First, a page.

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The Clock is Ticking to Protect Vulnerable Groups from AI-Driven Cybercrime | #cybercrime | #computerhacker

When ChatGPT was launched at the end of 2022, many had their first direct encounter with AI. But for those of us with an AdTech background, it was just the latest iteration of a technology we’ve been relying on for years.

Over the past decade, advertising has been the test bed for cutting-edge AI advancements well before they reached consumers or research agencies, and that includes large language models.

Today, AI-based behavioral and geographic targeting is the special sauce that makes digital advertising work at every stage, from data collection and analysis to audience segmentation and real-time bidding. Since 2011, it has even powered content and product recommendations across eCommerce and entertainment sites.

But that doesn’t mean the new wave of Generative AI isn’t exciting for advertisers. On the contrary, it opens up a whole new world of possibilities. Imagine creating personalized content for individual users in real-time on their device – not just personalized ads but entire articles complete with AI-generated images crafted to pique a user’s interest based on their real-life conversations, frequented locations, and online engagement.

This is the stuff advertisers dream about. Unfortunately, it’s the stuff Digital Criminals and malicious actors dream about, too. Worse yet, they don’t have to dream anymore. As we barrel towards a brave new world of AI-facilitated connections, we have to think about the way it will be weaponized against the most vulnerable.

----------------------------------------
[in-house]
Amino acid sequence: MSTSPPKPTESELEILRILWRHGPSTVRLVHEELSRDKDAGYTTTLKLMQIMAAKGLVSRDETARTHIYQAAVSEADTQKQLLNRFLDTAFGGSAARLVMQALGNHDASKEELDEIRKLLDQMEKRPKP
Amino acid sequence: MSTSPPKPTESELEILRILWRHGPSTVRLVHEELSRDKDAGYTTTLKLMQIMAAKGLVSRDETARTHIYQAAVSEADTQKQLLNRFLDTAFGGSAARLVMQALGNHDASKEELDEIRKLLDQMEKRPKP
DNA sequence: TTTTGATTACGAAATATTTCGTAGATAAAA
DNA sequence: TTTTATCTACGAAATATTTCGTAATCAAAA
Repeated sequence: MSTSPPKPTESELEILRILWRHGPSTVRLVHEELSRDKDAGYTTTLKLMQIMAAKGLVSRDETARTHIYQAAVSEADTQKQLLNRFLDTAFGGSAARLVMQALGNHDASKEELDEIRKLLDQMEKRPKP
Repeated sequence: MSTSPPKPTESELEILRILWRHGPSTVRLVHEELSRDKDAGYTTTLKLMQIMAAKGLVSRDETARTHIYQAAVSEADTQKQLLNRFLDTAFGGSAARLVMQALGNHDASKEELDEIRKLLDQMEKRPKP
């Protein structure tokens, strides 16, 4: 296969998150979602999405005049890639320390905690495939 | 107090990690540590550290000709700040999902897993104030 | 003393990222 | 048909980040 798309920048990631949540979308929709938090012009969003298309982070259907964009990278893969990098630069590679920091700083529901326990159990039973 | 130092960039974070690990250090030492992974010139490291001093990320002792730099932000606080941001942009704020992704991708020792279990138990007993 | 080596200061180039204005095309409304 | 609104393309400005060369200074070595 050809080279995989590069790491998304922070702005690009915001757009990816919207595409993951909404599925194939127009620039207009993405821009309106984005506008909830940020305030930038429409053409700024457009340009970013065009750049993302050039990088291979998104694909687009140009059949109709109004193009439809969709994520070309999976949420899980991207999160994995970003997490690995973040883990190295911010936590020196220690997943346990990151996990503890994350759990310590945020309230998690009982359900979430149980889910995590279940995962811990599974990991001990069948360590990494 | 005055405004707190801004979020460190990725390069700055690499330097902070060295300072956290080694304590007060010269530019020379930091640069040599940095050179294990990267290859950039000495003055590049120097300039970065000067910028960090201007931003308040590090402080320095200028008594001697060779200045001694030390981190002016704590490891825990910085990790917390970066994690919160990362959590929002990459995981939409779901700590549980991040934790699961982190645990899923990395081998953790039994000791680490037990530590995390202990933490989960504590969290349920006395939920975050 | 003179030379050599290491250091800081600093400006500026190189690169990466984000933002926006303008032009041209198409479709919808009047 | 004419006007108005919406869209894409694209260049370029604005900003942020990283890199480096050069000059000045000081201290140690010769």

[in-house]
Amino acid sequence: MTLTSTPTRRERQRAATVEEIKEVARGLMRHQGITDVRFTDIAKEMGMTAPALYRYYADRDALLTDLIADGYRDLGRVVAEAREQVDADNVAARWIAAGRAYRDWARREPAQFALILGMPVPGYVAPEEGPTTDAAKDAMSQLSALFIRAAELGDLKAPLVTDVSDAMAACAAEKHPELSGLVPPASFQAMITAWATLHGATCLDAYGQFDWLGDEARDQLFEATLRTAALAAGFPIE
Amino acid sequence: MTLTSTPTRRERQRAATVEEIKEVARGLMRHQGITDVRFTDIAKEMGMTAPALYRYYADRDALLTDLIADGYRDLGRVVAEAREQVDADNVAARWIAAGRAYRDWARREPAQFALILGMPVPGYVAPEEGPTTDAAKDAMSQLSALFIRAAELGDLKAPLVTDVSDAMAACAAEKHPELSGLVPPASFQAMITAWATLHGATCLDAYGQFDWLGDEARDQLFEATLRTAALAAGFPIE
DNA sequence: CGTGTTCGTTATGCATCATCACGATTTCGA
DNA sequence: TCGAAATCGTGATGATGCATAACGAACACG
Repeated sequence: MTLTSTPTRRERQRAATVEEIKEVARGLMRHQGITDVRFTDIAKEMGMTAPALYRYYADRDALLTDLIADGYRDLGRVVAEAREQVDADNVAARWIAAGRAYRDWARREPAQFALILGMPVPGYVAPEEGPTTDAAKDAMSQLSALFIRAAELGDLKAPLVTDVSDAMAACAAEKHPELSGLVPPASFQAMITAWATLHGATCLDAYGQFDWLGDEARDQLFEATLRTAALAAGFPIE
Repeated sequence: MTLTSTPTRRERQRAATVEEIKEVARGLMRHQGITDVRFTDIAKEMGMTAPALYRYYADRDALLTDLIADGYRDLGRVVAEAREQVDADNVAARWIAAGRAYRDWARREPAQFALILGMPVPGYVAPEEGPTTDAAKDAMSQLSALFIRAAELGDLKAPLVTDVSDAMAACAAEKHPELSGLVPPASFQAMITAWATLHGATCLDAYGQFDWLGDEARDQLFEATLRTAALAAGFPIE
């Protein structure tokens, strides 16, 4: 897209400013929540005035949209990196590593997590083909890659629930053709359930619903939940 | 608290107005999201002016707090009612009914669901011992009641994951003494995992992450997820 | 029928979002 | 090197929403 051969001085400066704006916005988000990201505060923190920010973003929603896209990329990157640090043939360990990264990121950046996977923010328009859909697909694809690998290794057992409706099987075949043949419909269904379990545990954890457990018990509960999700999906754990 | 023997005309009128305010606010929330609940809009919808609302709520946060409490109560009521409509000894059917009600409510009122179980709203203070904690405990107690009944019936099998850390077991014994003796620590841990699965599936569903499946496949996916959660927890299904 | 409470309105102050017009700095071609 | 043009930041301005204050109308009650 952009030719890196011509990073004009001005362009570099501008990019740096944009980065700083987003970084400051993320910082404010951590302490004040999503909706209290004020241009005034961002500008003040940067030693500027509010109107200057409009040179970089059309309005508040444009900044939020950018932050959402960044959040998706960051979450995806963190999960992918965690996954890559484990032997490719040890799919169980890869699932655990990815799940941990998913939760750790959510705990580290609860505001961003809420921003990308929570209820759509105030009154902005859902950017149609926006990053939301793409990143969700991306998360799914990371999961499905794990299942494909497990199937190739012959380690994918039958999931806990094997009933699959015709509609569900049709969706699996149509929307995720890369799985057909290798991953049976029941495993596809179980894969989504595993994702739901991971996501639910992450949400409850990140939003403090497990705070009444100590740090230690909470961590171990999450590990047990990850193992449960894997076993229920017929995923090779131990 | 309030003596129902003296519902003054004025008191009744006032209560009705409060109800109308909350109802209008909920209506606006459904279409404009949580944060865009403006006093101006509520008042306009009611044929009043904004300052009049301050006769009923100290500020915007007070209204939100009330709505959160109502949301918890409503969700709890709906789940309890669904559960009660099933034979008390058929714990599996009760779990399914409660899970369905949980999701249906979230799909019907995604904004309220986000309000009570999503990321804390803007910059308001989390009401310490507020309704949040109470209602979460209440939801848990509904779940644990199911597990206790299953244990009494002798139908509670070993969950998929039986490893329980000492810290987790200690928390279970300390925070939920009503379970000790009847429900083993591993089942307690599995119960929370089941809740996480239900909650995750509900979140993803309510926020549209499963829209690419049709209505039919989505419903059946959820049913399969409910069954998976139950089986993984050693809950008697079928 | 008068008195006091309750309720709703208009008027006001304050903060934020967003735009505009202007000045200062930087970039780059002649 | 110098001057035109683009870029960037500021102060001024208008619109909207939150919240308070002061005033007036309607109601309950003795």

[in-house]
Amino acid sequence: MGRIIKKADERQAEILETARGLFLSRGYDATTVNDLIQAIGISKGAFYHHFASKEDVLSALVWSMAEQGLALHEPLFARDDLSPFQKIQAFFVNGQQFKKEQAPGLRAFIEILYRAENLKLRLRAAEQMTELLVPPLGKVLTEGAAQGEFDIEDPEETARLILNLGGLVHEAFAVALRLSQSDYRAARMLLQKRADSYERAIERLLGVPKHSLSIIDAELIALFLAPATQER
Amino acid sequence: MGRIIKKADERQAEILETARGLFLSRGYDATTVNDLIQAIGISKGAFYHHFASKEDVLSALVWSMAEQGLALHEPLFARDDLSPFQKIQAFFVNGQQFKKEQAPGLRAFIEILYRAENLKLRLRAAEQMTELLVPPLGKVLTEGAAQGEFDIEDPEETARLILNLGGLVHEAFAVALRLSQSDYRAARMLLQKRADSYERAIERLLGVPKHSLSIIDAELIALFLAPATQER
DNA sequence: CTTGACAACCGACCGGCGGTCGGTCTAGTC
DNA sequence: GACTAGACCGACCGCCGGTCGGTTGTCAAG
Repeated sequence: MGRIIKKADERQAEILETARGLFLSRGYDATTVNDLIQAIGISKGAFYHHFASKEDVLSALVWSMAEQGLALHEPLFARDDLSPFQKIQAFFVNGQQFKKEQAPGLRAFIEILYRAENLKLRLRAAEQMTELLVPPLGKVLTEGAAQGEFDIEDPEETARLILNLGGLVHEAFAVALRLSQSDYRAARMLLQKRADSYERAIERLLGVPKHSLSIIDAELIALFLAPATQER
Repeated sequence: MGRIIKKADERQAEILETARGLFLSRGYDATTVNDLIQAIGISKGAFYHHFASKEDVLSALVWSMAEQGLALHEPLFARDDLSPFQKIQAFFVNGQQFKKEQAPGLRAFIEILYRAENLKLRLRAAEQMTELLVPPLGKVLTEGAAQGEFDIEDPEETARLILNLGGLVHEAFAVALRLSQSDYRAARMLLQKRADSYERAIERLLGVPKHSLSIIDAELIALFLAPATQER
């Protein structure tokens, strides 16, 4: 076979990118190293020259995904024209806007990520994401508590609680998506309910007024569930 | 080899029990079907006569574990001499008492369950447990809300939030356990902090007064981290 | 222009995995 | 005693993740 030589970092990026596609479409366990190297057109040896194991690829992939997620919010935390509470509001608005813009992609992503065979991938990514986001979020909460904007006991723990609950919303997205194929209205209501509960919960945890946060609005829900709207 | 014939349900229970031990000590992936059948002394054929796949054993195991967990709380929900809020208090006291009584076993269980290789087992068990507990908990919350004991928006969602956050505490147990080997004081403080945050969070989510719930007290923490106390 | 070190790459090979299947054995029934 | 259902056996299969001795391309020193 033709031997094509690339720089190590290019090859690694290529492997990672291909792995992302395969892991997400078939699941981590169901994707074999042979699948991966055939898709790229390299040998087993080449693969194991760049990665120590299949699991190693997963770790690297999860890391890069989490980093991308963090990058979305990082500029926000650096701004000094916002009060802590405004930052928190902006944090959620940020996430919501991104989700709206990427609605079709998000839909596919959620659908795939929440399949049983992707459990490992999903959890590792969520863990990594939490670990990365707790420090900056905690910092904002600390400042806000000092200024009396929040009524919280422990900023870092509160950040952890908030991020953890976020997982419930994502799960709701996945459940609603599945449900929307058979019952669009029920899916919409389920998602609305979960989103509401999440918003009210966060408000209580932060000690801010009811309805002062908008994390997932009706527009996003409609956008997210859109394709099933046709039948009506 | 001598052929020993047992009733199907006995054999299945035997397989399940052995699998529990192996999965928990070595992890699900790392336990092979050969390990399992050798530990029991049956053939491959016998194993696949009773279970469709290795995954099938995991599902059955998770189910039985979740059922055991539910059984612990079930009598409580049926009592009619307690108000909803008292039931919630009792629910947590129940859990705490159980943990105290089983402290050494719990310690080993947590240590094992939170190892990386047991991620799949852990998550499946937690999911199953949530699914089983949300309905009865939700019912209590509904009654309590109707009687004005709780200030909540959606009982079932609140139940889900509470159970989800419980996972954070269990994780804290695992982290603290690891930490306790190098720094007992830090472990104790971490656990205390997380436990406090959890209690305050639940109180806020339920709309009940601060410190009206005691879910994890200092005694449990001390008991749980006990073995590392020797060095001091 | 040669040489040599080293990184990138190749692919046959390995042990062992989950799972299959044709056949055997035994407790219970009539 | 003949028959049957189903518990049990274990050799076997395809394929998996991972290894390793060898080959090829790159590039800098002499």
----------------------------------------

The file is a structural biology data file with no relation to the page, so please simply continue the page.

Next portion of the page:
The Shocking Effectiveness of AI Content

Recently, Meta announced plans to combat AI-generated content spreading across Facebook. This content includes emotionally manipulative but totally fake pictures meant to farm engagement from an audience largely comprised of an older user base.

In one of these images, a man kneels next to an intricate wood carving of a bulldog – he has three hands. In another, a child holds up a drawing of a kitten – but the child is six feet tall. Despite the blatant errors, the subject matter is sufficiently tailored for its target audience that most users don’t notice.

Even if Facebook solves this problem within its walled garden, who will fix the wider open Web, where 50% of the content is already AI-generated?

If this is what we’re up against with generative AI in its infancy, it’s easy to imagine how much worse the problem will become as the underlying technology improves. But criminals who use the Web to find victims aren’t waiting to find out.

How AI Content is Being Weaponized

For the past year, online criminals have been using AI tools to automate the most time-consuming aspect of a phishing attack: crafting messages that can convince users to click on malicious links or divulge sensitive information without setting off SPAM or security filters.

According to one report, the number of phishing attacks has skyrocketed by 1,265% since the end of 2022. At the same time, financial losses to digital fraud are at an all-time high, with further increases expected over the coming year.

With the help of AI, phishers are not only able to craft more messages in less time, but they are able to write in perfect English without the assistance of an English speaker. Worse yet, they are able to create messages tailored for niche audiences and even specific individuals.